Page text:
While Microsoft's new "live" software push is mainly seen as an effort to compete with rivals Google and Yahoo!, there are a number of smaller companies that suddenly find themselves in Redmond's competitive cross-hairs. As part of its broad announcement on Tuesday, Microsoft revealed plans to offer for free a number of things that its rivals charge for, including services such as virus scanning and Internet-to-telephone calling and Web hosting.
Microsoft has recent displayed their ability to call any traditional phone number from within the new Windows Live messenger client. While instant messaging programs have had voice chat for some time, Microsoft's move would be broader by allowing free calling to traditional phone numbers as well.
On the security front, Microsoft went beyond its already announced plans for the subscription OneCare service. In addition to that paid program, Microsoft plans a new Windows Live Safety Center - a free Web-based program that allows on-demand scanning and removal of viruses. This addition is a great idea and one that will no doubt prove to be beneficial for many.
Furthermore, is it just me or does it seem as if Microsoft is trying to take over the world? They are competing on so many fronts that taking over the world seems like a logical explanation. Obviously, I'm joking but for fun let's review:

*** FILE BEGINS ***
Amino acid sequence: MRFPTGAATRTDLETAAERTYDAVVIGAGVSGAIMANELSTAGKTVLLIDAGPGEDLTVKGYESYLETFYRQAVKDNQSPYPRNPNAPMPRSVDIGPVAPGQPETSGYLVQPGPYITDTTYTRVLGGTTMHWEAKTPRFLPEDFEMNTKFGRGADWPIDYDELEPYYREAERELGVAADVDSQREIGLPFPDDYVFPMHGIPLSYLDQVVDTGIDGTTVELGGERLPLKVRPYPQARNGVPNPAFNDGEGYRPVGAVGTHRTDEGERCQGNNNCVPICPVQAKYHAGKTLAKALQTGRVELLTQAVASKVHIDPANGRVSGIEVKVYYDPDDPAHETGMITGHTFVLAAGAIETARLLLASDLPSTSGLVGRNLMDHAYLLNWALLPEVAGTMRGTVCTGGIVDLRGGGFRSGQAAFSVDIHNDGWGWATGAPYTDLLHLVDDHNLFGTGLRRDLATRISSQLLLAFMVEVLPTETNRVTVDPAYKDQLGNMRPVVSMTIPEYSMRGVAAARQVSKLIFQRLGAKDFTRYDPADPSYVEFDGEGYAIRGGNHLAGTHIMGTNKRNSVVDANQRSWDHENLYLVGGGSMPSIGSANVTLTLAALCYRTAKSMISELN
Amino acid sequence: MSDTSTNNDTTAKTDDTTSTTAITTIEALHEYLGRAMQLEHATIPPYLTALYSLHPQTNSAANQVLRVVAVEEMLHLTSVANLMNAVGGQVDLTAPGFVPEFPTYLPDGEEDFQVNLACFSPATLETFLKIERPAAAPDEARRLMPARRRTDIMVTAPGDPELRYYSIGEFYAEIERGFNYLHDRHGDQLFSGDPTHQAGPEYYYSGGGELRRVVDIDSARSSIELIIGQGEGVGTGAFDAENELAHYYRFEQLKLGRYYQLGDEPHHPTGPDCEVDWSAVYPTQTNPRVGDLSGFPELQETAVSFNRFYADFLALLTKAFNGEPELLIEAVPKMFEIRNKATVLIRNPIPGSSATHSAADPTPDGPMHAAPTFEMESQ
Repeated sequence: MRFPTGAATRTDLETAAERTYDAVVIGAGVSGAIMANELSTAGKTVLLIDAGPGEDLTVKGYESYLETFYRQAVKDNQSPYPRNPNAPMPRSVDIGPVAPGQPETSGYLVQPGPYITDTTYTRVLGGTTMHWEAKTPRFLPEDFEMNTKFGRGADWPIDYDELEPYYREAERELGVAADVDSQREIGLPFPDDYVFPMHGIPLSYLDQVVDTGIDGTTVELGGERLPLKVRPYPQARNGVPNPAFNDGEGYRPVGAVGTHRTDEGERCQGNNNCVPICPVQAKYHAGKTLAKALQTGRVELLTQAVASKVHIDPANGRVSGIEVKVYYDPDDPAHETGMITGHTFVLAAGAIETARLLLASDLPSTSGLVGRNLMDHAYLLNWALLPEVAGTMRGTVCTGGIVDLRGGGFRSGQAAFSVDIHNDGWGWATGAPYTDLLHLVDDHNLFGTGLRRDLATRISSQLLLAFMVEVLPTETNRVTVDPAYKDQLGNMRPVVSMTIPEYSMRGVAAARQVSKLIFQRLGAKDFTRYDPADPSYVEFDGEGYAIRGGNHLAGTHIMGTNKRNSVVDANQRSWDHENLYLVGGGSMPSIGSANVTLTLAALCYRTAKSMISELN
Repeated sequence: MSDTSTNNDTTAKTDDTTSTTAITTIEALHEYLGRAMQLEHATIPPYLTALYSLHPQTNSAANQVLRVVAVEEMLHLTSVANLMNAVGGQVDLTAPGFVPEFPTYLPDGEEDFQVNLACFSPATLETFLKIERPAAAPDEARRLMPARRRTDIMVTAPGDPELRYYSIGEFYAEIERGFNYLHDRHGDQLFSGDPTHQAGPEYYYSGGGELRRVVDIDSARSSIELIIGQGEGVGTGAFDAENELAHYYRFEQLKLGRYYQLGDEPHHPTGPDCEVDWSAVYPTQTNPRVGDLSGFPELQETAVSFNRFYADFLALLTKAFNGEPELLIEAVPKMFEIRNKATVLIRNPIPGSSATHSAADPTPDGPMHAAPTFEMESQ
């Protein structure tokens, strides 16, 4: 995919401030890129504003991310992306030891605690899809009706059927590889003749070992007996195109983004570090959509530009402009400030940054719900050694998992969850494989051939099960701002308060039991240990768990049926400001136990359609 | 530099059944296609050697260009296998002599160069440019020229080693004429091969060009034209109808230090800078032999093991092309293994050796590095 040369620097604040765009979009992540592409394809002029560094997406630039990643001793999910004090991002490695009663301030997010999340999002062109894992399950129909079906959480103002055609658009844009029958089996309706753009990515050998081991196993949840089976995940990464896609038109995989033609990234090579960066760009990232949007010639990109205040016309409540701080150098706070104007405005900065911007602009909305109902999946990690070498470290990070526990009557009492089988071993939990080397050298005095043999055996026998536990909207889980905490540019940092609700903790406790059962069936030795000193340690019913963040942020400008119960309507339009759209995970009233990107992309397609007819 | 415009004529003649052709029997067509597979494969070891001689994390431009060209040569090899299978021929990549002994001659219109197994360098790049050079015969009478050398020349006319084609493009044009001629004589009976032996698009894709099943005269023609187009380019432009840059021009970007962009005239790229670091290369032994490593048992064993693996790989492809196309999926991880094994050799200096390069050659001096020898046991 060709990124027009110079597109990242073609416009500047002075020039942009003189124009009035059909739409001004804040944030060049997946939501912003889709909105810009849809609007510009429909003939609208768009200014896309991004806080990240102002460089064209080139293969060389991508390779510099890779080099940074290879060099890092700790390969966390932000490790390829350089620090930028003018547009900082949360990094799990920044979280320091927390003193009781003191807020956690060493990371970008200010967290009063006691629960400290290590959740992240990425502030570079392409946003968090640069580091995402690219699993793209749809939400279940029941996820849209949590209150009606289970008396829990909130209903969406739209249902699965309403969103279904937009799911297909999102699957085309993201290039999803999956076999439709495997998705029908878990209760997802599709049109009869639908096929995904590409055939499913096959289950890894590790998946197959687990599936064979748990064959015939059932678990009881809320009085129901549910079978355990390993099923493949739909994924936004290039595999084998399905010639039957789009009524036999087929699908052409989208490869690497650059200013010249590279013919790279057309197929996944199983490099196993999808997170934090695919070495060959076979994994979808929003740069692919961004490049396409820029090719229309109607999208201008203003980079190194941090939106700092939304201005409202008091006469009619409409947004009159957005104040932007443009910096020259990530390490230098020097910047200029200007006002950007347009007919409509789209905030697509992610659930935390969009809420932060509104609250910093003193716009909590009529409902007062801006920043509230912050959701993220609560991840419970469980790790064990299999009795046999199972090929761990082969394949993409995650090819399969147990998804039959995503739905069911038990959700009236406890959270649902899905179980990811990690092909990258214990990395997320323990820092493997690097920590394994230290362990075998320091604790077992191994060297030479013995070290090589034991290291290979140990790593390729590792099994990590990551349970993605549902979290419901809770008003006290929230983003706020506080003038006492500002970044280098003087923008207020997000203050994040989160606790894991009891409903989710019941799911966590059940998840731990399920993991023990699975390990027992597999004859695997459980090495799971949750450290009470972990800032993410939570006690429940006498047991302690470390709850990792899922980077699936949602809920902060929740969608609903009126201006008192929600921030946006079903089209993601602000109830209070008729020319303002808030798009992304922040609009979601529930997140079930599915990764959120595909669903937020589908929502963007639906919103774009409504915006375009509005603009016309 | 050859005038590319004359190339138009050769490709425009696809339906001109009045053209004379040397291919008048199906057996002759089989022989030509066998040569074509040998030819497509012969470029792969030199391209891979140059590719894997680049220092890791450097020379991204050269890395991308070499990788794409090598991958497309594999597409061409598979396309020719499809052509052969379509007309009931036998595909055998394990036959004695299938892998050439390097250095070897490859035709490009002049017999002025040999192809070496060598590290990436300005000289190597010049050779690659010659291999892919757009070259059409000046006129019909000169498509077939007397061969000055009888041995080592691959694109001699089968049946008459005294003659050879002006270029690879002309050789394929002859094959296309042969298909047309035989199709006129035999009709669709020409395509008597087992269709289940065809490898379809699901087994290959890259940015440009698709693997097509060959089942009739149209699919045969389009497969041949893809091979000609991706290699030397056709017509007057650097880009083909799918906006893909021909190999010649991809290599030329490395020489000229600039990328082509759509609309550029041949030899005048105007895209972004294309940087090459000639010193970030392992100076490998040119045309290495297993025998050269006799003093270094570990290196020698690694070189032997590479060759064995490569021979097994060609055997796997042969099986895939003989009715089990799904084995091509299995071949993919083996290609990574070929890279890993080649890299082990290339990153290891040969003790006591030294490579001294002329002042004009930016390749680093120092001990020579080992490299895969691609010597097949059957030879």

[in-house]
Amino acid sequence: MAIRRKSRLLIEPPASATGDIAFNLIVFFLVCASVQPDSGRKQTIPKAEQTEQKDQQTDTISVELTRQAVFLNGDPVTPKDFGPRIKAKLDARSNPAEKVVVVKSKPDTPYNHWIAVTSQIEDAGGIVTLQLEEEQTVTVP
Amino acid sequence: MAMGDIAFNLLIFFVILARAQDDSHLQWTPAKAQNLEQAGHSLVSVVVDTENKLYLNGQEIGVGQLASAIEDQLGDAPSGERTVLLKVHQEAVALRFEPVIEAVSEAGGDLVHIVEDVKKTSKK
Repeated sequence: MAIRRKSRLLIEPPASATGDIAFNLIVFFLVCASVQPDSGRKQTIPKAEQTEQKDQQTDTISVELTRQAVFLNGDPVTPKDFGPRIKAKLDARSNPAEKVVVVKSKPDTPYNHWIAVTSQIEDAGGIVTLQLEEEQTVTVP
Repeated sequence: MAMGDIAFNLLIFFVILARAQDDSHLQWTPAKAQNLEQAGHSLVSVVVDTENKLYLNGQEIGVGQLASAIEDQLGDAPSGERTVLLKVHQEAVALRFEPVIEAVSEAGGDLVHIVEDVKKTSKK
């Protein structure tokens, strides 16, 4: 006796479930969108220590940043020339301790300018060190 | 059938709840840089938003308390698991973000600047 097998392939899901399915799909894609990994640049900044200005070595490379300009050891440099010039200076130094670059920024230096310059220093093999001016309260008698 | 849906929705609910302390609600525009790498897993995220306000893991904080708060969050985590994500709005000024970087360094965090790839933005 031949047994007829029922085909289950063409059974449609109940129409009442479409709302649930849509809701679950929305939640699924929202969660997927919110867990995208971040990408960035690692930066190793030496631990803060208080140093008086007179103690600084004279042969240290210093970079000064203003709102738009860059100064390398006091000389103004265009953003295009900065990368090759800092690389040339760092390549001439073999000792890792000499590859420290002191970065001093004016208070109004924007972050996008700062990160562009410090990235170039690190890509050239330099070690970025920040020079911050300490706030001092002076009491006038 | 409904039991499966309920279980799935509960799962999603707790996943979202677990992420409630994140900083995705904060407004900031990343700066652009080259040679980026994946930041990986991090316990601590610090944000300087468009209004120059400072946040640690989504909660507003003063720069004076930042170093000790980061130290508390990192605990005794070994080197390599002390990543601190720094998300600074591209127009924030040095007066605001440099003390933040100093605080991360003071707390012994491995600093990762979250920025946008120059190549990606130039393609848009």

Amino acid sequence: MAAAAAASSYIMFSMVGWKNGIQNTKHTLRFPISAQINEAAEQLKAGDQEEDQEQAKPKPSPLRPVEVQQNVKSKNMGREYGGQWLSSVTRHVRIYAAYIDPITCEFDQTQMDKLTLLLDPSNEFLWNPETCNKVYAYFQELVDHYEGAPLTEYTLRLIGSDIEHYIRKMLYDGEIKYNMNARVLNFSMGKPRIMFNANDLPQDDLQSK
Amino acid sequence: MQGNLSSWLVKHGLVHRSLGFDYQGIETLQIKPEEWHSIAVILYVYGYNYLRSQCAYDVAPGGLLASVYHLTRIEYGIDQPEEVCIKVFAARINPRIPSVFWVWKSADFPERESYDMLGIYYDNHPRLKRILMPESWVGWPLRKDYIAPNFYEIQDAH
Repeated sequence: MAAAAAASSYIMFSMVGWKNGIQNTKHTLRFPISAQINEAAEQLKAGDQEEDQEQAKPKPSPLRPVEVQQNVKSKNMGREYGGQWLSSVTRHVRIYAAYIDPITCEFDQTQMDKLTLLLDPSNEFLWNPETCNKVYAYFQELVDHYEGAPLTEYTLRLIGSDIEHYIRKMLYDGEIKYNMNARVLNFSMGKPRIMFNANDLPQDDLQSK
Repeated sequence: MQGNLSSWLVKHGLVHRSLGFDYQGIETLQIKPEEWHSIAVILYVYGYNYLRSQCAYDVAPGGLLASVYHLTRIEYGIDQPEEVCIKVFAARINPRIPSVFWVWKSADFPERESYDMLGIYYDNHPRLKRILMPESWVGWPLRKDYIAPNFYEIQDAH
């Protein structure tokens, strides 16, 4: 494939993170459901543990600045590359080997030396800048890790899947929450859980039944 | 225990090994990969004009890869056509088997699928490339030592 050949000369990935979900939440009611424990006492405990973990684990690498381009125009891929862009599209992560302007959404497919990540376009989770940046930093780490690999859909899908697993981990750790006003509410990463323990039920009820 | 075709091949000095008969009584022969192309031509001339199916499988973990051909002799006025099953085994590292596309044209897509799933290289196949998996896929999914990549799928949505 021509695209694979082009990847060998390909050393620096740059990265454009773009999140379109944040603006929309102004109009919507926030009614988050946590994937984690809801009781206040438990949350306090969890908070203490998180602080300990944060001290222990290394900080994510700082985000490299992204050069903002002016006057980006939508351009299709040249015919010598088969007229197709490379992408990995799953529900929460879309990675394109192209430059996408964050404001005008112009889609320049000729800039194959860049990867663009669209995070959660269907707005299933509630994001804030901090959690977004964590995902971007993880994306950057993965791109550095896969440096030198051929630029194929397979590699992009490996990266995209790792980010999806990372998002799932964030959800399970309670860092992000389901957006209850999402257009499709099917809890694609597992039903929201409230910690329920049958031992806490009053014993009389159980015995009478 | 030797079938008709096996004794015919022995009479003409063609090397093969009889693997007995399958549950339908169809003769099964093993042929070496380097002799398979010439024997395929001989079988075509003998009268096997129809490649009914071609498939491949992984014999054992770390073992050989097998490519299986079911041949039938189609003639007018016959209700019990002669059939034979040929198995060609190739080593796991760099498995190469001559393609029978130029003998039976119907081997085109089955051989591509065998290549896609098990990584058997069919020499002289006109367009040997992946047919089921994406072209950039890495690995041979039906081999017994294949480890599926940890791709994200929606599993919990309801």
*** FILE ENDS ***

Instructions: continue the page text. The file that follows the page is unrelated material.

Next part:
1. Microsoft's Windows runs on like 98% of the worlds PCs.
2. Microsoft's Office is no doubt used in every office in the world.
3. Microsoft's Internet Explorer is the #1 Internet browser.
4. Microsoft's IM is one of the most popular messaging programs.
5. Microsoft's MSN is one of the top search engines on the net.
6. Microsoft's Xbox is one of the top videogame consoles.
I'm sure there is plenty of other worthy acknowledgement that I'm forgetting, but one has to be a very powerful company to go toe-to-toe with such heavy competition as Apple, Netscape, Mozilla (Firefox), Norton, MacAfee, American Online, Yahoo!, Google, Ask Jeeves, Sony, and finally Nintendo. These companies are all leaders in their own respective markets, and yet Microsoft continues to make headway in each. That's a lot of battles on a lot of different fronts. Kudos to you Microsoft.